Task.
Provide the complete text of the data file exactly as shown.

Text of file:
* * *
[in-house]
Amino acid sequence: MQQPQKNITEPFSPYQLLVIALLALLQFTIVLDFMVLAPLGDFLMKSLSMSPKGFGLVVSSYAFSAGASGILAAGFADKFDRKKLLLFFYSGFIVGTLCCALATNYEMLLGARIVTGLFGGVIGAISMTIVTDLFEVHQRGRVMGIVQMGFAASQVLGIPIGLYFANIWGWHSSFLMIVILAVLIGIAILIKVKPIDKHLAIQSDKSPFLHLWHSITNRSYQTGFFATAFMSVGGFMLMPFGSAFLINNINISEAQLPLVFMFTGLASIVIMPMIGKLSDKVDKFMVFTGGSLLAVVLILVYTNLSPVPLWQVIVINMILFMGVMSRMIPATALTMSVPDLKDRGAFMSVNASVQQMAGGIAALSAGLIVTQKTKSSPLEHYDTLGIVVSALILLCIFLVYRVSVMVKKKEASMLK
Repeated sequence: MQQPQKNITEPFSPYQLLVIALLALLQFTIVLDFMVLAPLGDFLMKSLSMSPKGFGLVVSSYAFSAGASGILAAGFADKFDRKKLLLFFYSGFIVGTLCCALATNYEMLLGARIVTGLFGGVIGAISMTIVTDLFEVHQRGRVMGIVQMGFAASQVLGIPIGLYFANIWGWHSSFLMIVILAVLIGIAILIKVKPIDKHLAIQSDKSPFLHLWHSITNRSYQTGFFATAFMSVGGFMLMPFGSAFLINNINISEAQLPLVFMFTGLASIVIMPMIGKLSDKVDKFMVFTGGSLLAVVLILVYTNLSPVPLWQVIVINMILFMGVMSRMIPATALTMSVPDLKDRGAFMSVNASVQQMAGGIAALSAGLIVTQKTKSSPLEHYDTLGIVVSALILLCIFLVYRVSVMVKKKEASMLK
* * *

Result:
[in-house]
Amino acid sequence: MQQPQKNITEPFSPYQLLVIALLALLQFTIVLDFMVLAPLGDFLMKSLSMSPKGFGLVVSSYAFSAGASGILAAGFADKFDRKKLLLFFYSGFIVGTLCCALATNYEMLLGARIVTGLFGGVIGAISMTIVTDLFEVHQRGRVMGIVQMGFAASQVLGIPIGLYFANIWGWHSSFLMIVILAVLIGIAILIKVKPIDKHLAIQSDKSPFLHLWHSITNRSYQTGFFATAFMSVGGFMLMPFGSAFLINNINISEAQLPLVFMFTGLASIVIMPMIGKLSDKVDKFMVFTGGSLLAVVLILVYTNLSPVPLWQVIVINMILFMGVMSRMIPATALTMSVPDLKDRGAFMSVNASVQQMAGGIAALSAGLIVTQKTKSSPLEHYDTLGIVVSALILLCIFLVYRVSVMVKKKEASMLK
Repeated sequence: MQQPQKNITEPFSPYQLLVIALLALLQFTIVLDFMVLAPLGDFLMKSLSMSPKGFGLVVSSYAFSAGASGILAAGFADKFDRKKLLLFFYSGFIVGTLCCALATNYEMLLGARIVTGLFGGVIGAISMTIVTDLFEVHQRGRVMGIVQMGFAASQVLGIPIGLYFANIWGWHSSFLMIVILAVLIGIAILIKVKPIDKHLAIQSDKSPFLHLWHSITNRSYQTGFFATAFMSVGGFMLMPFGSAFLINNINISEAQLPLVFMFTGLASIVIMPMIGKLSDKVDKFMVFTGGSLLAVVLILVYTNLSPVPLWQVIVINMILFMGVMSRMIPATALTMSVPDLKDRGAFMSVNASVQQMAGGIAALSAGLIVTQKTKSSPLEHYDTLGIVVSALILLCIFLVYRVSVMVKKKEASMLK